Nechalacho rare earths project in Canada’s
Northwest Territories will remain inactive in 2016, while the
company focuses on lithium and tin at its other Canadian
Avalon said that
work on the project in 2015 consisted mainly of concluding
metallurgical research, disposal of waste materials and storage
of bulk samples for future use.
blamed falling rare earths prices, which have persisted owing
partly to illegal supply from China which has caused an
imbalance in the market, bankruptcies at other rare earths
explorers and a dramatic decline in investor interest, for its
decision to mothball Nechalacho.
Avalon added that
it had agreed with Belgian chemicals producer Solvay
SA to terminate a toll processing agreement for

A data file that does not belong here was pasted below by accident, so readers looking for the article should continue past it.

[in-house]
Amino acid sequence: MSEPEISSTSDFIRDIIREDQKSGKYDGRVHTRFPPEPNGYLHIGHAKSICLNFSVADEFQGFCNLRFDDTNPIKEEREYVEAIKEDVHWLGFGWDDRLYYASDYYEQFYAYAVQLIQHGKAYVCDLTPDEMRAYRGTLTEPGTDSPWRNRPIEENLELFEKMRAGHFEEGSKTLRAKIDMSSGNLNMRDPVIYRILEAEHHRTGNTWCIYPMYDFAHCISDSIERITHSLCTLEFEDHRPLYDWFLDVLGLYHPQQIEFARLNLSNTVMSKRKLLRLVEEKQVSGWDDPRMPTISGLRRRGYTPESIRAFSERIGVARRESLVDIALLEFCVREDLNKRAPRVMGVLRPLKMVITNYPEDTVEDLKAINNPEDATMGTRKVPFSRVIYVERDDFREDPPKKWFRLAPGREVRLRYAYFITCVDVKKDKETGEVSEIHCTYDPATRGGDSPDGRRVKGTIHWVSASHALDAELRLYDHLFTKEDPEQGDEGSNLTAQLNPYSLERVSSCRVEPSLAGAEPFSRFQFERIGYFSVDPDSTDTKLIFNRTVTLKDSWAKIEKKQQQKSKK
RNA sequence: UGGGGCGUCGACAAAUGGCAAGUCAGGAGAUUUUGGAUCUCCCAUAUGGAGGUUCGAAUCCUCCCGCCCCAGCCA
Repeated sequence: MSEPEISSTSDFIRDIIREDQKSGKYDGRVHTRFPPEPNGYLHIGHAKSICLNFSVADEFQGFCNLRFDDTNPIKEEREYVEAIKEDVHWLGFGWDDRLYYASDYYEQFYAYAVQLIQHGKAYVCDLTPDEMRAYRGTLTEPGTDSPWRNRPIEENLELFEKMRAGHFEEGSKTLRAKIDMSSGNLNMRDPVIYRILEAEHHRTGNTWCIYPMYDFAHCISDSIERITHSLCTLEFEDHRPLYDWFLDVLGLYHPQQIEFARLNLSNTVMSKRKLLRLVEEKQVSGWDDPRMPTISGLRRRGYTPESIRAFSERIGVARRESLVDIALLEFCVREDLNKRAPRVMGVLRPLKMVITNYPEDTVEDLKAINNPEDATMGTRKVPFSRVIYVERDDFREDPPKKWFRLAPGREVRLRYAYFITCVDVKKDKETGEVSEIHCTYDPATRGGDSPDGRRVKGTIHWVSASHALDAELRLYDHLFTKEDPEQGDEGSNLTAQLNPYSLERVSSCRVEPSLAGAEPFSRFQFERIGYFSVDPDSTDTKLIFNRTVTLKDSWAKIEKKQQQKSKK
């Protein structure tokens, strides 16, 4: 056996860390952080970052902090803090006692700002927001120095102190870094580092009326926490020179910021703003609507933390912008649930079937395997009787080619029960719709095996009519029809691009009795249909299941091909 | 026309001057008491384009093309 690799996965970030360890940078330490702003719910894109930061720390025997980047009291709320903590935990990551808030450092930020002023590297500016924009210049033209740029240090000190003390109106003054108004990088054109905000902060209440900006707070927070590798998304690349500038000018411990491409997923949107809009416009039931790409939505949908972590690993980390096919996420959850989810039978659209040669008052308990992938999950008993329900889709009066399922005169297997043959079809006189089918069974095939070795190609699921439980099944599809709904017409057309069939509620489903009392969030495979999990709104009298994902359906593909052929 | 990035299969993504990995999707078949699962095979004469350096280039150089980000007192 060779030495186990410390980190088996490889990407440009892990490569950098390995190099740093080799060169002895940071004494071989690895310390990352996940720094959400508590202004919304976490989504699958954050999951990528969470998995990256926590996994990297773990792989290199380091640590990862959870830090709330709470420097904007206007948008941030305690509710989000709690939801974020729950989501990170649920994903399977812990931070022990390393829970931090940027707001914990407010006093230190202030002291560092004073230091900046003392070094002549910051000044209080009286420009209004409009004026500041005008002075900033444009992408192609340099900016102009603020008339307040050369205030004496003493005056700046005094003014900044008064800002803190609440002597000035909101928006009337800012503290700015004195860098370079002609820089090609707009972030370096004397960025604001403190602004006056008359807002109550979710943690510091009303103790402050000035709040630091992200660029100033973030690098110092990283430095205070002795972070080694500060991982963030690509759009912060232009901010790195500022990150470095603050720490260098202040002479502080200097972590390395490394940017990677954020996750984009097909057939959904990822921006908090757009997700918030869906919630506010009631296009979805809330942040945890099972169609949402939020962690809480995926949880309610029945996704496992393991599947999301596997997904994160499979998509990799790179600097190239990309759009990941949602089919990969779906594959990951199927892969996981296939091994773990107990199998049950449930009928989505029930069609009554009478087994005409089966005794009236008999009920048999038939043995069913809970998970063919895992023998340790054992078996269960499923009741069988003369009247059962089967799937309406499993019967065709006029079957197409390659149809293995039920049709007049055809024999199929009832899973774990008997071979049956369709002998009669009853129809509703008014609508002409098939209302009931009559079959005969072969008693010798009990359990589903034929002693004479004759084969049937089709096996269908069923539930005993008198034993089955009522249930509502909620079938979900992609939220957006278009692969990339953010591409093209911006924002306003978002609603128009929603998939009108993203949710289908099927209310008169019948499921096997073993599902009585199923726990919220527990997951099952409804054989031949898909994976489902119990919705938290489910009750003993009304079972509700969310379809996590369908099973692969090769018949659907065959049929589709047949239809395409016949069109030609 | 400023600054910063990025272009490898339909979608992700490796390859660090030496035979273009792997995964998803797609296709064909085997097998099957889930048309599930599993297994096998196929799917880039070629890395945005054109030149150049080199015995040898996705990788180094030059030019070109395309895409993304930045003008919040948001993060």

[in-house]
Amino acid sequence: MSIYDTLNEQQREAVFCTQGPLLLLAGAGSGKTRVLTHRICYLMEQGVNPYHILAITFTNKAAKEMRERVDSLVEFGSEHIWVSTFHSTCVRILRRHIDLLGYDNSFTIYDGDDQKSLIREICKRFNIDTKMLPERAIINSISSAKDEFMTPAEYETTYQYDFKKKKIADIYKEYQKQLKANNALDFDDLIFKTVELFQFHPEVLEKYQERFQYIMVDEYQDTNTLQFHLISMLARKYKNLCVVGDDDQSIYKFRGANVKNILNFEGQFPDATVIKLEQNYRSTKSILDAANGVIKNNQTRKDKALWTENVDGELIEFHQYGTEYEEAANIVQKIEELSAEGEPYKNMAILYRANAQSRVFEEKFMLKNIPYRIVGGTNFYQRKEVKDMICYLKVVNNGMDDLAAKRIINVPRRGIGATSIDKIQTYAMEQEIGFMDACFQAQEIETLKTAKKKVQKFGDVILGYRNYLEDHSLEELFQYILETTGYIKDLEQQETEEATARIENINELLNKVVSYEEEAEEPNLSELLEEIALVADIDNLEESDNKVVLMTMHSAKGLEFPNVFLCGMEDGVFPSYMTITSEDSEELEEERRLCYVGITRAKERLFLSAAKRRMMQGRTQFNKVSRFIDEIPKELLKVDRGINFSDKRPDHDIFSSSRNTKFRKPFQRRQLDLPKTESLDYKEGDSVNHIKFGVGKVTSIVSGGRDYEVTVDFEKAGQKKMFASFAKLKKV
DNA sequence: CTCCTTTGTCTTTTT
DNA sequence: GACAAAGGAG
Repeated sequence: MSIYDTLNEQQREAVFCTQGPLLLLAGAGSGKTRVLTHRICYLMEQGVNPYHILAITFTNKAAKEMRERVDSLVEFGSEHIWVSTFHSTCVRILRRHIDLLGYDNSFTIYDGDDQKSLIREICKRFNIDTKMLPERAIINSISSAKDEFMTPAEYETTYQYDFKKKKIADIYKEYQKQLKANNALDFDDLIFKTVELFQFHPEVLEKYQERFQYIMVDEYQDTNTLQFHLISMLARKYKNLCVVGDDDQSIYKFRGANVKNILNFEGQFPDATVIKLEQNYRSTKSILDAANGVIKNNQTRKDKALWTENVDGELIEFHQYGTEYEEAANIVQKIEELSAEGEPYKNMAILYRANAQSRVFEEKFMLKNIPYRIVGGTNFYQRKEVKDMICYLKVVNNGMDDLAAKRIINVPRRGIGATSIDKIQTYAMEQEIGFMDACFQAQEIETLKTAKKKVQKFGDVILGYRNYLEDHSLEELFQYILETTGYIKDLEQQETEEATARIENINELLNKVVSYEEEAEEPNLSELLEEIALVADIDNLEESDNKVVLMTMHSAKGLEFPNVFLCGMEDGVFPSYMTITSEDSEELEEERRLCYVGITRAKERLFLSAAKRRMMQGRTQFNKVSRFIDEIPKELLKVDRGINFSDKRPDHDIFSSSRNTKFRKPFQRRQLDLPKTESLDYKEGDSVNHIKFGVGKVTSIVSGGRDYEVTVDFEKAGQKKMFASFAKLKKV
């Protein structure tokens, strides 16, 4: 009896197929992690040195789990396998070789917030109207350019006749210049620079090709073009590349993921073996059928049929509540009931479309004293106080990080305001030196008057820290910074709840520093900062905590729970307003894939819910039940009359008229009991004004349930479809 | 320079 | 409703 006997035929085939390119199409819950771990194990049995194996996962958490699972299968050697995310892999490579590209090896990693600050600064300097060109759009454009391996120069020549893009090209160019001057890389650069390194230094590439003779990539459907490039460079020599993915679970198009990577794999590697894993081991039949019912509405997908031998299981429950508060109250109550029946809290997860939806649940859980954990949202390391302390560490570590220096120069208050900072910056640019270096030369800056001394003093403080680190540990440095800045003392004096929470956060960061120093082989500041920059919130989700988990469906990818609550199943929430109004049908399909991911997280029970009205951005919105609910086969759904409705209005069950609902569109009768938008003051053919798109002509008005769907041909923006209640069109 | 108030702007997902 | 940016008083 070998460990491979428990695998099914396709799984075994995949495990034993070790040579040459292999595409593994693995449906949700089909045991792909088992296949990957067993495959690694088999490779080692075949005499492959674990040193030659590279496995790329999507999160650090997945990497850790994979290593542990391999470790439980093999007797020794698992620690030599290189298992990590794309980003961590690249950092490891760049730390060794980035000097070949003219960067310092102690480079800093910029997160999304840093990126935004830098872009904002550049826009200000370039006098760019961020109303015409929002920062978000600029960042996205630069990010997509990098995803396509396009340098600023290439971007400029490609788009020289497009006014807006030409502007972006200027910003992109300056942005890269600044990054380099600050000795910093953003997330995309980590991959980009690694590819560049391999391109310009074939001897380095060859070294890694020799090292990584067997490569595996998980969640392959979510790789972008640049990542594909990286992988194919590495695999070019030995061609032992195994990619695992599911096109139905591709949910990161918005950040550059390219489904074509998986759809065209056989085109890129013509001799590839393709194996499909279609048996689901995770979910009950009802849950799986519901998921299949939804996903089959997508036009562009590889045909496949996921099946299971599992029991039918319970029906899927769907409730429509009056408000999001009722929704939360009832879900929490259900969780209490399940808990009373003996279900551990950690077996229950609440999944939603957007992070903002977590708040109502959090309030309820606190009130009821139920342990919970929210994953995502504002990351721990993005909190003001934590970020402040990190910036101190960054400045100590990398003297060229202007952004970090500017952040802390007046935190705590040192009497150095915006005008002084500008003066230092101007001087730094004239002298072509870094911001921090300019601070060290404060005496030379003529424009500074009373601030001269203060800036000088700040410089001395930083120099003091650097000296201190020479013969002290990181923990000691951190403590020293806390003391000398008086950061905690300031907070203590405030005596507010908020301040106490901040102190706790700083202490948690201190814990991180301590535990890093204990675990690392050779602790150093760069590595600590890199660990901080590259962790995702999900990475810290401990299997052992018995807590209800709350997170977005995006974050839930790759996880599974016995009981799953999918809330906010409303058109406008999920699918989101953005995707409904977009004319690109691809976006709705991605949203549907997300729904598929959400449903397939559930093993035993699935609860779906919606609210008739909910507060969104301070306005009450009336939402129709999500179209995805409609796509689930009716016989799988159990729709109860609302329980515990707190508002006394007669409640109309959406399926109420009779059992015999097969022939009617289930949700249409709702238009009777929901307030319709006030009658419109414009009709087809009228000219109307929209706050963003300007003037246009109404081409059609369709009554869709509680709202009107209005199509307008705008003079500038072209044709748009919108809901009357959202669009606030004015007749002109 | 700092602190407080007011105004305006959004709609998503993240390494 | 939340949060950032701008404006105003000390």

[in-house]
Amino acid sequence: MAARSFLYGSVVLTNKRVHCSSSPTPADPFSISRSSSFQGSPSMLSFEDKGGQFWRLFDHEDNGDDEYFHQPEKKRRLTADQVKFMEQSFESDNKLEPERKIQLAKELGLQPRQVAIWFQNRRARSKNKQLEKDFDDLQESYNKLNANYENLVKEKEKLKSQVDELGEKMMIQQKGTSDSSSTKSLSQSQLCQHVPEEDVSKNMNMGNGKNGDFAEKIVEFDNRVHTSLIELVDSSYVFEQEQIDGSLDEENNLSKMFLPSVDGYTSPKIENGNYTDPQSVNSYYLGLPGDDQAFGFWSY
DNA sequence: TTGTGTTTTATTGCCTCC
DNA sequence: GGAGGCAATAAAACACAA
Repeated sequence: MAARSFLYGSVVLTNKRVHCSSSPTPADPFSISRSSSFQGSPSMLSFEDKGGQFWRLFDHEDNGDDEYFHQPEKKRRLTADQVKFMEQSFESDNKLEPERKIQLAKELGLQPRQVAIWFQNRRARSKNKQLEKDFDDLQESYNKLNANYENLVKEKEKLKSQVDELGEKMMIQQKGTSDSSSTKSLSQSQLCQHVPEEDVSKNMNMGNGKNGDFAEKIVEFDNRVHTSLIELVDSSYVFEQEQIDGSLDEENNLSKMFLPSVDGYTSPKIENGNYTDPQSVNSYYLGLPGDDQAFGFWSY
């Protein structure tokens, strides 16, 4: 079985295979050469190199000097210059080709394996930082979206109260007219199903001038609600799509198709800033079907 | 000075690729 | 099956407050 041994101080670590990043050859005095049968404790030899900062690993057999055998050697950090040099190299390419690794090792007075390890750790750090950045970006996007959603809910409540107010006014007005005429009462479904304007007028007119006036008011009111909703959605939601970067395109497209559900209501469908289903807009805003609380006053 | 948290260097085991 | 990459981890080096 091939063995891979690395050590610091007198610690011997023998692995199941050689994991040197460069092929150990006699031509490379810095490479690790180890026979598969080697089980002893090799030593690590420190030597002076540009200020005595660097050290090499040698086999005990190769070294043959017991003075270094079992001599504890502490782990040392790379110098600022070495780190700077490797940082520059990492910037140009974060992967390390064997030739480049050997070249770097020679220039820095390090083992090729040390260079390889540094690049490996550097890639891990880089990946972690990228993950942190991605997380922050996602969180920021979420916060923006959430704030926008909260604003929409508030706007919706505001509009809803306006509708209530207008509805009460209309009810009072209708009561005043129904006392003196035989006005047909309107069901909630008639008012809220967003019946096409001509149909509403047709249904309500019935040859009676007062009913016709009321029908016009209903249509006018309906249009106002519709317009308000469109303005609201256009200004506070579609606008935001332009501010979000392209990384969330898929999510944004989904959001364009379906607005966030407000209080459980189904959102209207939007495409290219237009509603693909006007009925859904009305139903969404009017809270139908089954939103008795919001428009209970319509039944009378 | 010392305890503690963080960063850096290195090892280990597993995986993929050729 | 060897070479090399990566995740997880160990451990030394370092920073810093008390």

refining Nechalacho concentrate, which the companies signed in
March 2014 and that it was assessing the cost of continuing
with permitting applications for the property.
Avalon also owns
the Separation Rapids lithium project in Ontario and the East
Kemptville tin-indium project in Nova Scotia.
engineering group Honda has come up with a way
of reusing rare earths extracted from nickel-metal hydride
(NiMH) batteries to make new batteries for hybrid vehicles.
Honda has been
working on the process, which it claims is a world first, since
April 2012, at a plant belonging to ferroalloy manufacturer,
Japan Metals and Chemicals Co.
According to a
report by The Observer Star, the rare earth elements
are recycled by applying molten salt electrolysis to the NiMH
oxide, achieving purities of more than 99% in the recovered
made February 2016